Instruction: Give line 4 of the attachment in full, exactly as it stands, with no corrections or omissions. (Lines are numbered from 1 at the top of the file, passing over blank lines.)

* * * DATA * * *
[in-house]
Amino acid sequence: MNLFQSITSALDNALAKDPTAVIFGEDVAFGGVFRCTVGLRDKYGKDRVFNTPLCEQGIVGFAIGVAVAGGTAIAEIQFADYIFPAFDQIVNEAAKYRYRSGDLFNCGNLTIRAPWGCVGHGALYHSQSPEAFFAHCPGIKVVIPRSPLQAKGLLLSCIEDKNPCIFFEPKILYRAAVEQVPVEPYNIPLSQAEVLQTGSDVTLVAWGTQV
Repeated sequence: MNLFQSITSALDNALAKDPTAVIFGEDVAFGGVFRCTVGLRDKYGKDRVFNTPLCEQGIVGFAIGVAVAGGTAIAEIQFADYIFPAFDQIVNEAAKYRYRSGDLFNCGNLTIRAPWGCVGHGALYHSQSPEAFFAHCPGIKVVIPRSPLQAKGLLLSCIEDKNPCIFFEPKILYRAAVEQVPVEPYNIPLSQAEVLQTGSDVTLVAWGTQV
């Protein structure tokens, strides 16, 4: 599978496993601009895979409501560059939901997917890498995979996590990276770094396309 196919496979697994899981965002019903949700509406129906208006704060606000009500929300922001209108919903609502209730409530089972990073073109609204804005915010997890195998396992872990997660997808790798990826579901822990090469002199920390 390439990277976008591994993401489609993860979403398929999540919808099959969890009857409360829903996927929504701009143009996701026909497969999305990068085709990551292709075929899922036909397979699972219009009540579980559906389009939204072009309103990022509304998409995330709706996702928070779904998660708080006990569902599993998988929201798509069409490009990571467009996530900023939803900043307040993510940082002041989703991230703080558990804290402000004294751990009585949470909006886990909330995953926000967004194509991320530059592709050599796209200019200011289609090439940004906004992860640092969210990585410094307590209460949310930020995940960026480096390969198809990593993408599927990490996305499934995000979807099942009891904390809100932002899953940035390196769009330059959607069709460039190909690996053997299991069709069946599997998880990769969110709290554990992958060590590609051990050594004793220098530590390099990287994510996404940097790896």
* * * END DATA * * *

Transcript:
């Protein structure tokens, strides 16, 4: 599978496993601009895979409501560059939901997917890498995979996590990276770094396309 196919496979697994899981965002019903949700509406129906208006704060606000009500929300922001209108919903609502209730409530089972990073073109609204804005915010997890195998396992872990997660997808790798990826579901822990090469002199920390 390439990277976008591994993401489609993860979403398929999540919808099959969890009857409360829903996927929504701009143009996701026909497969999305990068085709990551292709075929899922036909397979699972219009009540579980559906389009939204072009309103990022509304998409995330709706996702928070779904998660708080006990569902599993998988929201798509069409490009990571467009996530900023939803900043307040993510940082002041989703991230703080558990804290402000004294751990009585949470909006886990909330995953926000967004194509991320530059592709050599796209200019200011289609090439940004906004992860640092969210990585410094307590209460949310930020995940960026480096390969198809990593993408599927990490996305499934995000979807099942009891904390809100932002899953940035390196769009330059959607069709460039190909690996053997299991069709069946599997998880990769969110709290554990992958060590590609051990050594004793220098530590390099990287994510996404940097790896």